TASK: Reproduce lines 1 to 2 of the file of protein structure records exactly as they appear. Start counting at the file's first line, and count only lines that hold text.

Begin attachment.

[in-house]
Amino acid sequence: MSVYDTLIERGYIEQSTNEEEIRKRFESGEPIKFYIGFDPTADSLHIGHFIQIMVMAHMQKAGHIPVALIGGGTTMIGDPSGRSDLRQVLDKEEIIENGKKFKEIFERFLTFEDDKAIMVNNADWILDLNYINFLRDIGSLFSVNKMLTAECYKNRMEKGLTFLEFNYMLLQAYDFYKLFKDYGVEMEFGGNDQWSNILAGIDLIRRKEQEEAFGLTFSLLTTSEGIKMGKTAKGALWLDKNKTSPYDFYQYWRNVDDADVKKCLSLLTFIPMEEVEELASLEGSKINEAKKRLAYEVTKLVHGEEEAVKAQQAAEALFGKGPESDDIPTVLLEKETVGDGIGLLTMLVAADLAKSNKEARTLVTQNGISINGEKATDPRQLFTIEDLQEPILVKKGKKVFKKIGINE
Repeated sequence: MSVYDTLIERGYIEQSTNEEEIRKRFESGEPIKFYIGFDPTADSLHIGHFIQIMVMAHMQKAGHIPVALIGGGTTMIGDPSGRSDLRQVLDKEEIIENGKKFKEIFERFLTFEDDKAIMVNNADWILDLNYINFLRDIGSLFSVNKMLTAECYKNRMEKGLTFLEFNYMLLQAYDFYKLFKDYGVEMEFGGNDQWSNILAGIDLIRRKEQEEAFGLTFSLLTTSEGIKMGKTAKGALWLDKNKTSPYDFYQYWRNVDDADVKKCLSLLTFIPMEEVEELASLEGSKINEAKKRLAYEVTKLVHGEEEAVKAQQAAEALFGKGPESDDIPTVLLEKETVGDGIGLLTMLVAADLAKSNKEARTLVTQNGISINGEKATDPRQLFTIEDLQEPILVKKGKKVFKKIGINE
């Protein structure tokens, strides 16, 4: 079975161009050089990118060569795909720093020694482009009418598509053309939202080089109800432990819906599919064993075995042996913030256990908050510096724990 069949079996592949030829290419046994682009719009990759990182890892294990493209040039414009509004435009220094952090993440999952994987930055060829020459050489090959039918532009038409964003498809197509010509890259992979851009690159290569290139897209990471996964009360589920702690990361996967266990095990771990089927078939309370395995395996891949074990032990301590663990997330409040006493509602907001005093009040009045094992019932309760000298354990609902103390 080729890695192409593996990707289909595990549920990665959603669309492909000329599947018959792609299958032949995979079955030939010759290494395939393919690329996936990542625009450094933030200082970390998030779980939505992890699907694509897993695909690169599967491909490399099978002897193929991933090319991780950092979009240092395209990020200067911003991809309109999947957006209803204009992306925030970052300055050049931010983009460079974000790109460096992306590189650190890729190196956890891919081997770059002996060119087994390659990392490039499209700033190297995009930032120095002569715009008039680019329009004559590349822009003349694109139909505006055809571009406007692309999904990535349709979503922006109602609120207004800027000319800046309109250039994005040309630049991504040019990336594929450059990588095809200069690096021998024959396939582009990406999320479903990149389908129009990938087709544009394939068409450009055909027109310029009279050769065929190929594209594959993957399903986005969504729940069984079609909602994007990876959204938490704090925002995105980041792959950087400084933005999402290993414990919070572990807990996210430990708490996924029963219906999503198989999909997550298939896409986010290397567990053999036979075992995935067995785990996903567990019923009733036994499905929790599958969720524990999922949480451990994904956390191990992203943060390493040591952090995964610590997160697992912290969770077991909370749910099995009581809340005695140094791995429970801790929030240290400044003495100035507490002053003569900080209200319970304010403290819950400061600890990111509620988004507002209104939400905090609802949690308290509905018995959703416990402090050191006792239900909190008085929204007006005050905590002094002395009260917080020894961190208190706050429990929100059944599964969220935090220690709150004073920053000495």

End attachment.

[in-house]
Amino acid sequence: MSVYDTLIERGYIEQSTNEEEIRKRFESGEPIKFYIGFDPTADSLHIGHFIQIMVMAHMQKAGHIPVALIGGGTTMIGDPSGRSDLRQVLDKEEIIENGKKFKEIFERFLTFEDDKAIMVNNADWILDLNYINFLRDIGSLFSVNKMLTAECYKNRMEKGLTFLEFNYMLLQAYDFYKLFKDYGVEMEFGGNDQWSNILAGIDLIRRKEQEEAFGLTFSLLTTSEGIKMGKTAKGALWLDKNKTSPYDFYQYWRNVDDADVKKCLSLLTFIPMEEVEELASLEGSKINEAKKRLAYEVTKLVHGEEEAVKAQQAAEALFGKGPESDDIPTVLLEKETVGDGIGLLTMLVAADLAKSNKEARTLVTQNGISINGEKATDPRQLFTIEDLQEPILVKKGKKVFKKIGINE